9. 9. NEW METAL GATE/HIGH-K DIELECTRIC STACKS TO ACHIEVE RECORD-SETTING TRANSISTOR PERFORMANCE • We have successfully engineered n-type and p-type metal electrodes that have the correct work functions on the high-K for high- performance CMOS. • The resulting metal gate/high-K dielectric stacks have equivalent oxide thickness (EOT) of 1.0nm with negligible gate oxide leakage, • channel mobilities that are close to SiO2
  10. 10. CONTINUED • 80nm physical-gate- length CMOS transistors with the new metal gate/high- K dielectric stacks have been fabricated to produce the expected high performance (due to reduction in inversion thickness Tox(inv) and increase in inversion charge) • At Vd = 1.3V, the NMOS transistor achieves record-setting Ion = 1.66mA/um with Ioff = 37nA/um • while the PMOS transistor achieves record-setting Ion = 0.69mA/um with Ioff = 25nA/um
  11. 11. HIGH K-DIELECTRIC FOR DRAM CAPACITOR • To achieve high capacitance, the equivalent oxide thickness must be 1nm or lower. Unlike gate dielectric, the DRAM capacitor is very sensitive to leakage. The data retention time suffers greatly if the capacitor leakage exceeds ~ 1 fA/cell. • The most commonly selected high K dielectrics are Ta2O5, Al2O3, or BST (Ba-Sr-Titanate) in order to ensure low leakage. These high K dielectrics also contain fixed charges that manifest into displacement current that degrades the access speed.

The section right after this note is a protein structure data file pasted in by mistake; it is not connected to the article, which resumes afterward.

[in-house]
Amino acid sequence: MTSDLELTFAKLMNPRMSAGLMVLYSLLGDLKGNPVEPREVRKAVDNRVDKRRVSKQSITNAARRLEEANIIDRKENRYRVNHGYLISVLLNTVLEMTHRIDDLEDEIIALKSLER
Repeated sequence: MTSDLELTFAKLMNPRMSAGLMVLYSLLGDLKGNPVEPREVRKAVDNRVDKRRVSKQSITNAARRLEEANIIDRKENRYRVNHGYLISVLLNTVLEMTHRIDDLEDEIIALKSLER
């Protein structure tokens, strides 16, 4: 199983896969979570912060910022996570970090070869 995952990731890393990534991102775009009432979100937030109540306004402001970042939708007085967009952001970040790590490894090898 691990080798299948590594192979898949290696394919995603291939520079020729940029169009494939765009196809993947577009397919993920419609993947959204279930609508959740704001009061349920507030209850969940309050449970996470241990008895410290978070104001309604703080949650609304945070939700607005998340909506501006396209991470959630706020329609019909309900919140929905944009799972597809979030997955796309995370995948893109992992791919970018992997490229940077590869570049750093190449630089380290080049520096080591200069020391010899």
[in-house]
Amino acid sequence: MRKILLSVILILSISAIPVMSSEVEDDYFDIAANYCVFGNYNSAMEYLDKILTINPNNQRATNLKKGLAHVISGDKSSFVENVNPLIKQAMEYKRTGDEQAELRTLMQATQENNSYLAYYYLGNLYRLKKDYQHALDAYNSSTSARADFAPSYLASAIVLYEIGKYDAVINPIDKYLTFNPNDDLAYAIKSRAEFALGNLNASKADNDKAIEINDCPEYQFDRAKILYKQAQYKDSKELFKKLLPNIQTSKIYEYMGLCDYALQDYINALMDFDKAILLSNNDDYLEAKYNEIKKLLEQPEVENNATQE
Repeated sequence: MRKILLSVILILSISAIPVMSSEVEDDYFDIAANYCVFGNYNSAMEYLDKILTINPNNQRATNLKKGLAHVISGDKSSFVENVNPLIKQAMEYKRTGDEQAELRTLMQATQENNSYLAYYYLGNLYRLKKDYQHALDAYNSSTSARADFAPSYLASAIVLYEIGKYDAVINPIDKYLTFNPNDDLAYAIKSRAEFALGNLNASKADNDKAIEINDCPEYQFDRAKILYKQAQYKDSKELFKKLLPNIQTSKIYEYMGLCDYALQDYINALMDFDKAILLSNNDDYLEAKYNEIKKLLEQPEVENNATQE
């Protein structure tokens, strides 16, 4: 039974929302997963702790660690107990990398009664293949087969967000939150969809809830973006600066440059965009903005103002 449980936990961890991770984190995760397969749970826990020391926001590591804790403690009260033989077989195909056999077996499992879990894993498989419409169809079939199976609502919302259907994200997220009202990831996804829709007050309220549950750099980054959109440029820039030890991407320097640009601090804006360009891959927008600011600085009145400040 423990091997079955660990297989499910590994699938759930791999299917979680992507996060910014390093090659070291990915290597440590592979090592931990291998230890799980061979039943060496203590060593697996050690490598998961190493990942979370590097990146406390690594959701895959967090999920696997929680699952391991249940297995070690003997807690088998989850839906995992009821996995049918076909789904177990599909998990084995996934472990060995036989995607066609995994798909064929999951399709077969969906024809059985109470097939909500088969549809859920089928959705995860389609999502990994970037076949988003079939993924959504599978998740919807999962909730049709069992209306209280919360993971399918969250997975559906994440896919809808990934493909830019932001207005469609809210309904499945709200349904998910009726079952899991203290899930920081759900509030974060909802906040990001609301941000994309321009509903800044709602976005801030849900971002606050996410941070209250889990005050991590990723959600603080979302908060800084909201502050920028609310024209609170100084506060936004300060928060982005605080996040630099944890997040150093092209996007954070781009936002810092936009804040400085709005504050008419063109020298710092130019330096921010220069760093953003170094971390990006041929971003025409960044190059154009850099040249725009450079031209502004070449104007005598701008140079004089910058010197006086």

12. 12. HIGH K FERROELECTRICS FOR FERAM CAPACITOR • FeRAM not only is non-volatile, but also consumes little power during switching because it is a voltage device and not a current device. The data is stored in the form of dipole polarization and thus requires no current to charge and discharge the capacitor. It is also very fast (< 100 ns access time) compared to other non-volatile memories for the same reason. • Consequently, it becomes an ideal memory for embedded and SoC (System-on-Chip) applications – the most important being hand-held devices such as cellular phone, and contactless smart card which requires both high speed and low power. • Most ferroelectrics have very high permittivity in the order of 500 – 1000. These dielectrics contain permanent dipoles that can be oriented by applying an electric field, and thus are suitable for non- volatile data storage
  13. 13. CONCLUSION • We have successfully engineered advanced metal gate/high-K dielectric stacks with the correct work functions and channel mobilities close to SiO2. The resulting CMOS transistors with the new gate stacks achieve record-setting drive current performance, as expected, with negligible gate oxide leakage.
  14. 14. BIBLIOGRAPHY • References • [1] S. Thompson et al., IEDM Technical Digest, p.61, 2002. • [2] R. Chau et al., IEDM Technical Digest, p.45, 2000. • [3] R. Chau et al., Physica E, Low-dimensional Systems and Nanostructures, Vol. 19, Issues 1-2, p.1, July 2003. • [4] S. Inumiya et al., Symp. of VLSI Technology, p.17, 2003. • [5] G. Lucovsky et al., IEDM Technical Digest, p.617, 2002. • [6] C. Hobbs et al., Symp. of VLSI Technology, p.9, 2003 • [7] M. Fischetti et al., J. Appl. Phys., Vol. 90, p.4587, 2001. • [8] S. Datta et al., IEDM Technical Digest, p.653, 2003. • [9] Q. Lu et al., Symp. of VLSI Technology, p.72, 2000. • [10] R. Chau et al., Extended Abstracts of International Workshop on Gate Insulator (IWGI), Tokyo, Japan, p.124, Nov. 2003.